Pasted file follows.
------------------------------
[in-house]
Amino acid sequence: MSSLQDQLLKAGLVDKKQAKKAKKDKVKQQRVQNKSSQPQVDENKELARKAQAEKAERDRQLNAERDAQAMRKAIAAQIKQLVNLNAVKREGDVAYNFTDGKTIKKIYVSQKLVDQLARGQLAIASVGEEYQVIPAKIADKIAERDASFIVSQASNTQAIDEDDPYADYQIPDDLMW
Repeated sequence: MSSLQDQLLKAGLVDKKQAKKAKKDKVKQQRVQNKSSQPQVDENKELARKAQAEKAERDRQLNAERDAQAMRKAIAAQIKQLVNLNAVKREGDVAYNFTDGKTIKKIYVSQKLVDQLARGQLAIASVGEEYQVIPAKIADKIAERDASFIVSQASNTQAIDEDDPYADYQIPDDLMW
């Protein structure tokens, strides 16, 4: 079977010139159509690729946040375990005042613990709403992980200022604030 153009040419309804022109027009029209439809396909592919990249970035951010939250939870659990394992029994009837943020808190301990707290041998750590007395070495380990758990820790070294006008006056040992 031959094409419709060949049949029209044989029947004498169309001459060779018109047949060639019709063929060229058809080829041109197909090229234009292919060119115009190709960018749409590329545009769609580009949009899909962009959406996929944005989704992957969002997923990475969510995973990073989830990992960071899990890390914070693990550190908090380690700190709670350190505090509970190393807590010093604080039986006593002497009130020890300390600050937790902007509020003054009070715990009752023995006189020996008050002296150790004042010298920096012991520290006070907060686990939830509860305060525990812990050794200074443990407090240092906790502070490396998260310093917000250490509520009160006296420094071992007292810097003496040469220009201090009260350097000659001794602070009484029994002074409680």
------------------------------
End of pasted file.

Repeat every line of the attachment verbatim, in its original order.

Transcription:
[in-house]
Amino acid sequence: MSSLQDQLLKAGLVDKKQAKKAKKDKVKQQRVQNKSSQPQVDENKELARKAQAEKAERDRQLNAERDAQAMRKAIAAQIKQLVNLNAVKREGDVAYNFTDGKTIKKIYVSQKLVDQLARGQLAIASVGEEYQVIPAKIADKIAERDASFIVSQASNTQAIDEDDPYADYQIPDDLMW
Repeated sequence: MSSLQDQLLKAGLVDKKQAKKAKKDKVKQQRVQNKSSQPQVDENKELARKAQAEKAERDRQLNAERDAQAMRKAIAAQIKQLVNLNAVKREGDVAYNFTDGKTIKKIYVSQKLVDQLARGQLAIASVGEEYQVIPAKIADKIAERDASFIVSQASNTQAIDEDDPYADYQIPDDLMW
């Protein structure tokens, strides 16, 4: 079977010139159509690729946040375990005042613990709403992980200022604030 153009040419309804022109027009029209439809396909592919990249970035951010939250939870659990394992029994009837943020808190301990707290041998750590007395070495380990758990820790070294006008006056040992 031959094409419709060949049949029209044989029947004498169309001459060779018109047949060639019709063929060229058809080829041109197909090229234009292919060119115009190709960018749409590329545009769609580009949009899909962009959406996929944005989704992957969002997923990475969510995973990073989830990992960071899990890390914070693990550190908090380690700190709670350190505090509970190393807590010093604080039986006593002497009130020890300390600050937790902007509020003054009070715990009752023995006189020996008050002296150790004042010298920096012991520290006070907060686990939830509860305060525990812990050794200074443990407090240092906790502070490396998260310093917000250490509520009160006296420094071992007292810097003496040469220009201090009260350097000659001794602070009484029994002074409680």